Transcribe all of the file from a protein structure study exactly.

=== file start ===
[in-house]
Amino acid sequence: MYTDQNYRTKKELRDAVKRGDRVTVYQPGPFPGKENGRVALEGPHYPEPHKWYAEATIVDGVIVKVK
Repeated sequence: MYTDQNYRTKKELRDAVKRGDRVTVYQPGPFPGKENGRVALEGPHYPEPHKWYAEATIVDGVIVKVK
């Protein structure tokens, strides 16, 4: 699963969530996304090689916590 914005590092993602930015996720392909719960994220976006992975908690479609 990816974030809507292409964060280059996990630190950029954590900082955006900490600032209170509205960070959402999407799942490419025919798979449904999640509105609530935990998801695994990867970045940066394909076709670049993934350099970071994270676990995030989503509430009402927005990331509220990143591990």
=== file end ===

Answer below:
[in-house]
Amino acid sequence: MYTDQNYRTKKELRDAVKRGDRVTVYQPGPFPGKENGRVALEGPHYPEPHKWYAEATIVDGVIVKVK
Repeated sequence: MYTDQNYRTKKELRDAVKRGDRVTVYQPGPFPGKENGRVALEGPHYPEPHKWYAEATIVDGVIVKVK
């Protein structure tokens, strides 16, 4: 699963969530996304090689916590 914005590092993602930015996720392909719960994220976006992975908690479609 990816974030809507292409964060280059996990630190950029954590900082955006900490600032209170509205960070959402999407799942490419025919798979449904999640509105609530935990998801695994990867970045940066394909076709670049993934350099970071994270676990995030989503509430009402927005990331509220990143591990």